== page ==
(NRLC) Isn’t abortion a “women’s issue”? That’s what people say. Many men feel powerless. They are often told that they aren’t even allowed to speak about it.
The truth is that men are absolutely essential. Abortion can’t be stopped without them.
Here’s how men can make a difference.
(1) Support women and children.
Too often, fathers don’t support women and value their unborn children. Too often, they think that because they have no legal say, they should stay out of it. Too often, women are left feeling alone. And abortion is much more likely as a result.
Indeed, research shows that the attitude of the father is frequently a major factor in a woman’s decision about whether or not to have an abortion. A study in BMC Women’s Health, for example, found that 31 percent of women seeking abortion cited factors related to their partner as a reason for abortion.
And according to a major Guttmacher Institute study, “More than half of the women [having abortions] … cited concerns about their relationship or single motherhood as a reason to end the pregnancy. … Many of these women were disappointed because their partner had reacted to the pregnancy by denying paternity, breaking off communication with them or saying that they did not want a child.”
There’s simply no denying the huge role that fathers often play—and the unique opportunity they have to make a difference. When fathers step up, and when women receive the support they need, lives are saved. Men can make that happen.
(2) Tell stories.
With more than 63 million abortions in the United States alone. abortion has personally impacted tens of millions of men in various ways. “Whether married or single, in casual or committed relationships, some men have a very difficult time after abortion,” writes Dr. Catherine Coyle in a review of abortion’s impact on men.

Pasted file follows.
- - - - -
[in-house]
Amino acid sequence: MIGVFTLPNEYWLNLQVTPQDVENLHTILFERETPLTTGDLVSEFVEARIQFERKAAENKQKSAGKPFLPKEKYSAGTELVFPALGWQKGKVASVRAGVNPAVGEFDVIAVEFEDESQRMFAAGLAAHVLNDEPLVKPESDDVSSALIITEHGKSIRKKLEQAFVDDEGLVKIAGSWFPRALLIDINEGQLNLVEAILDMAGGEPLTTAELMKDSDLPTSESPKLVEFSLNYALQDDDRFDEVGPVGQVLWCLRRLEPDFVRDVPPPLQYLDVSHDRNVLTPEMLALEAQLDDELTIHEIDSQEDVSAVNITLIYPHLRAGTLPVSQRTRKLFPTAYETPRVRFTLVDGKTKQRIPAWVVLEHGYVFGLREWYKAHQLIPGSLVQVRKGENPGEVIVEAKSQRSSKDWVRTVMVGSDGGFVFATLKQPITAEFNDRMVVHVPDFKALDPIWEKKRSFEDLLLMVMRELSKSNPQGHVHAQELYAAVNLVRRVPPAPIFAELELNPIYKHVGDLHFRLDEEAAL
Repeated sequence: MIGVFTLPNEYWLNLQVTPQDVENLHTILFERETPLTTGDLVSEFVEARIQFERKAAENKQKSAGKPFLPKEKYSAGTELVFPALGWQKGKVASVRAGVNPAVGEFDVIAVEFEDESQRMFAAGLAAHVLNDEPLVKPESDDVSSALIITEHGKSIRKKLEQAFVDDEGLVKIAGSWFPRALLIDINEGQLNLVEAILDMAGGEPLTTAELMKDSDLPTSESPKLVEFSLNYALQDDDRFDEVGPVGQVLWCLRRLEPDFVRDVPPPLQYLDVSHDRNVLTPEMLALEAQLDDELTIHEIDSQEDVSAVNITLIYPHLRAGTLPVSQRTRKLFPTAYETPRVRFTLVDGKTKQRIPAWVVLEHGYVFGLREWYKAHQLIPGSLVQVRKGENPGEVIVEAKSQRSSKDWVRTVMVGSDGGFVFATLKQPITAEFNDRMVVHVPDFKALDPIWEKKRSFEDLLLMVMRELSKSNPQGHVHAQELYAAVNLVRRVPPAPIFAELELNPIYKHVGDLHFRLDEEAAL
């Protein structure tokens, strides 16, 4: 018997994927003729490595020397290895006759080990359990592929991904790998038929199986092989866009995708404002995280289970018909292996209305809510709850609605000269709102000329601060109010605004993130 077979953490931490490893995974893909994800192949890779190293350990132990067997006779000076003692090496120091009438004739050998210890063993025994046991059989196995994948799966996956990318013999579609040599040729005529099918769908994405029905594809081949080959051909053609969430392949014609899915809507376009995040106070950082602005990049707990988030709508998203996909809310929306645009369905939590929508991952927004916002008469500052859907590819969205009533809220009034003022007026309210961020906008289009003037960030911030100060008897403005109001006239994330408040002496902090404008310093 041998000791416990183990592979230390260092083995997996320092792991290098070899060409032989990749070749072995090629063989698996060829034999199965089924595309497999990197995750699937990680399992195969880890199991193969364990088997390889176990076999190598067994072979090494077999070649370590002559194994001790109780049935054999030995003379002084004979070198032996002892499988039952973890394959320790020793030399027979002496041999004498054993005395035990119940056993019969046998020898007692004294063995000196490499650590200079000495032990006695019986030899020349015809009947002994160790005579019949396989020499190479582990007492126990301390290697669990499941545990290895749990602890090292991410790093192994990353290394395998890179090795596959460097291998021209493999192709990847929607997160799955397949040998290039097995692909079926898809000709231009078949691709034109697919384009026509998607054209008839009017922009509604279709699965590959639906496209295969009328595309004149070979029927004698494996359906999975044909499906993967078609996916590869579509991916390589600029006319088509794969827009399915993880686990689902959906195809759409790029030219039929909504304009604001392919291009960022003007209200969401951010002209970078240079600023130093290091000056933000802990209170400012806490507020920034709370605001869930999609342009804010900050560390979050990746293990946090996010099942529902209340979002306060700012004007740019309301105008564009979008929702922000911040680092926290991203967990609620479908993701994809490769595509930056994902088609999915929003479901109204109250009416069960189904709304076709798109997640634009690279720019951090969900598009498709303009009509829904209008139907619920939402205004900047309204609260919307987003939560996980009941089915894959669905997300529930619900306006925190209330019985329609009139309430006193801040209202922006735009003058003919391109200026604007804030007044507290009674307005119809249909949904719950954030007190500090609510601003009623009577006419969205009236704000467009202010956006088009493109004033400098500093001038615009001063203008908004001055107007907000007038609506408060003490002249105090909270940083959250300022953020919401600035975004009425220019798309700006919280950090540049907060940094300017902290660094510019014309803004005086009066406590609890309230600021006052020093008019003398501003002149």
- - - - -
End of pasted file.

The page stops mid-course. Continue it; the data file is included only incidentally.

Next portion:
Some fathers have encouraged, coerced, or just gone along with abortion—and are now filled with regret. Some saw their unborn children aborted against their wishes. Some helped the mother of their child reject abortion, even in difficult circumstances.
All of these men have stories to tell. These stories illustrate the harm that abortion often causes—not just to unborn children, but to women and men—and can inspire others to protect and defend life.
(3) Get involved in the pro-life movement.
Men, no less than women, should advocate respect and protection for unborn children and support for their mothers. That might mean having conversations and seeking to inform, persuade, or motivate others. It might mean volunteering at a pregnancy care center. It might mean getting involved with pro-life organizations that educate the public. It might mean supporting pro-life legislative or political work.
Some people say that men have no right to speak out like this. And it’s true that pregnancy and abortion affect women in a unique way. Women have a special relationship with the children they alone can gestate—the children who grow inside their own bodies. Men don’t and can’t have those experiences and challenges.
But it’s also true that someone’s experience (or lack of experience) doesn’t change the fact that unborn children are human beings, or that all human beings matter, or that intentionally attacking and destroying them is unjust.
Millions of women believe all of those things, and for good reason. Men must join them. Abortion is a human catastrophe, and it calls all of us to do something about it.
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Editor's note: Paul Stark Communications Director, Minnesota Citizens Concerned for Life. This article was published in National Right to Life News and is reprinted with permission.